Sunday, December 5, 2010

Rent or Adopt a Christmas Tree

Now that Sinterklaas is on his way back to Spain, those of you with Dutch partners will be allowed to set up your Christmas tree (at least that is how it works in our household - something about it being sacrilegious to put up a tree when the dear St Nicholaas and his Pieten have not yet visited).

Every year we traipse in search of a prize specimen to grace our front room, hoping that the tree we pick will actually last until we have seen the new year in and doesn't lose so many needles that we are still finding them under the sofa at Easter. For this reason we have actually considered an artificial tree until we see the price of the things, and wonder where we will store it in our 'loftless' house. So each year we end up getting a real tree - though still not exactly cheap. I also can't help considering the environmental impact of this tree that sits in our house for a month. One of millions chopped every year......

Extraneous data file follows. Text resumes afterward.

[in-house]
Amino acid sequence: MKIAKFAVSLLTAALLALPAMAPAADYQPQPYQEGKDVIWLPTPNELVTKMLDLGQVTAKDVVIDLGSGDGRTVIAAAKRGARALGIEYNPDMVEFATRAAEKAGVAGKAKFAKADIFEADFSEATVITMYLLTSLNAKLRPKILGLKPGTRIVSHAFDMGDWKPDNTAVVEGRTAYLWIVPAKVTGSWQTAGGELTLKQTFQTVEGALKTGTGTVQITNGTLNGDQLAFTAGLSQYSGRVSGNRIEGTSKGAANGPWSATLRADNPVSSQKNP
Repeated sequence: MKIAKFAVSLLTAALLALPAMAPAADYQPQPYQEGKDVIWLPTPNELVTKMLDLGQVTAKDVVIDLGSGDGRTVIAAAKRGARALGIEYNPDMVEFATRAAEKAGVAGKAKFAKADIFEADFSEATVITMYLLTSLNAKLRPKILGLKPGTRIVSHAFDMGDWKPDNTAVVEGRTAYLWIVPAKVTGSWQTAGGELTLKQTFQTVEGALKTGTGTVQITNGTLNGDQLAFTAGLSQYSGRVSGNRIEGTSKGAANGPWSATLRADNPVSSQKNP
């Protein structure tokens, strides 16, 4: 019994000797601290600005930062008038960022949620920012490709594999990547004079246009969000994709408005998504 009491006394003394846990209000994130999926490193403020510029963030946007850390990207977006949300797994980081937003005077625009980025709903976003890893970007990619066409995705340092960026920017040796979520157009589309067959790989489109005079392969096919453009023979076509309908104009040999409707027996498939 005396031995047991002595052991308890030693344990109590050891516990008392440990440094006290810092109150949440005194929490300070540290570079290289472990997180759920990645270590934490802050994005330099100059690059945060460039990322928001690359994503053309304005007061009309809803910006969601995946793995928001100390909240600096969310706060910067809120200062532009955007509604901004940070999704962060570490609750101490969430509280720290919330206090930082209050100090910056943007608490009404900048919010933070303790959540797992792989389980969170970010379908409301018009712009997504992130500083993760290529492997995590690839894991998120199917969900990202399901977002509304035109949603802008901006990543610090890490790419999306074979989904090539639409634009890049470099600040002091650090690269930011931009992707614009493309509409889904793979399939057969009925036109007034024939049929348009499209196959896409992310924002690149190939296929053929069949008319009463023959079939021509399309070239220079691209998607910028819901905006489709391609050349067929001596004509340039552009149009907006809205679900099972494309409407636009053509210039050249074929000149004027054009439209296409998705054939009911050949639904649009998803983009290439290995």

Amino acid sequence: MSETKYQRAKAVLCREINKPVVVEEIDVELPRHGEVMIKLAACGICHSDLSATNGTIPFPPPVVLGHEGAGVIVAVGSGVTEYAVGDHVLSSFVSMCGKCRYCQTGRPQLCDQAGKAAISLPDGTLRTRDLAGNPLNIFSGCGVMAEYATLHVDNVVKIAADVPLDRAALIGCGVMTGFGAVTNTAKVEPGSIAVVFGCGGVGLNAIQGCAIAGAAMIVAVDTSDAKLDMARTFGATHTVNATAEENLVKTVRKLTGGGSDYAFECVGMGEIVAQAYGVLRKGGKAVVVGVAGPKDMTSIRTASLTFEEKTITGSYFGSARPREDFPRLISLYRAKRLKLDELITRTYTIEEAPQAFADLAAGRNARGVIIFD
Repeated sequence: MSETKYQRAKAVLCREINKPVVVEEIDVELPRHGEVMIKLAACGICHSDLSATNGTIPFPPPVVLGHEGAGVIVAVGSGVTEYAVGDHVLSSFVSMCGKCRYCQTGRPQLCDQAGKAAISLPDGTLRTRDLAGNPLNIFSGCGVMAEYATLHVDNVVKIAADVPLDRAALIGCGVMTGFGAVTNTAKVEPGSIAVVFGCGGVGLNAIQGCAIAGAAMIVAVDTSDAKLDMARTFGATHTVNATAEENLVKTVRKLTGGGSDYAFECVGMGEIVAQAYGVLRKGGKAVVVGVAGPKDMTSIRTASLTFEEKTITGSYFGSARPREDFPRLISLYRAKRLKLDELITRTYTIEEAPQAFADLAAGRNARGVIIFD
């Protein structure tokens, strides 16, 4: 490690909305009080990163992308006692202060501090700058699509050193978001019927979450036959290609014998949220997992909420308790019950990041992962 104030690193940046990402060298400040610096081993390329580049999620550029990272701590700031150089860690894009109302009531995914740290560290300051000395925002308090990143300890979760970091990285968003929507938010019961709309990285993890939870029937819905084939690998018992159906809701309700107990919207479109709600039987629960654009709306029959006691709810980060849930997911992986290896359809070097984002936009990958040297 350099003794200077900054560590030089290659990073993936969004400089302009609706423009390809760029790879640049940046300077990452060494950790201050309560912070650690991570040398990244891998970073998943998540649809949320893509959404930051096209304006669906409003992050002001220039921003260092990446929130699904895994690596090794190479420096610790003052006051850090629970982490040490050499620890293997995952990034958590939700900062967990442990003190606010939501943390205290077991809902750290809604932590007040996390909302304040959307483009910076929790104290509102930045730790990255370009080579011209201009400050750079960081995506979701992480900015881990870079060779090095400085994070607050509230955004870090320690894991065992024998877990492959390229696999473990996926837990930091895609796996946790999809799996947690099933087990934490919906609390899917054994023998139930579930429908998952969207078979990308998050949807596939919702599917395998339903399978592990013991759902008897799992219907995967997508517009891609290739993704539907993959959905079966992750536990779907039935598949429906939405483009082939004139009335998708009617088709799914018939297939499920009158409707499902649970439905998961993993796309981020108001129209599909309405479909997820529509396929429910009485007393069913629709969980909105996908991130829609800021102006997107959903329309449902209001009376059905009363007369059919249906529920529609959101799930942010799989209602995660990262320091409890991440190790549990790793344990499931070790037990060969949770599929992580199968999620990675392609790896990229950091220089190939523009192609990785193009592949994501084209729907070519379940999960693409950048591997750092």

According to, there is little between an artificial tree and a real tree when it comes to is environmental friendliness - they just have different impacts. Of course an artificial tree can never give off the seasonal, festive smell of the pine needles of a real one; an artificial tree does of course mean you are not extracting pine needles out of your feet for six months of the year....

One suggestion on is to rent a Christmas tree - this gives the tree a longer life as it can be used three to five times before its life is over. The idea is that you pay a 'statiegeld' (yep, like you do with some bottles) and after Christmas you deliver (or it gets picked up) the tree back for it to be replanted. This is popular with companies.

You can also adopt a tree, returning it every year to the kwekerij where it is replanted and looked after so you can pick it up again the following year. Visit for more information.

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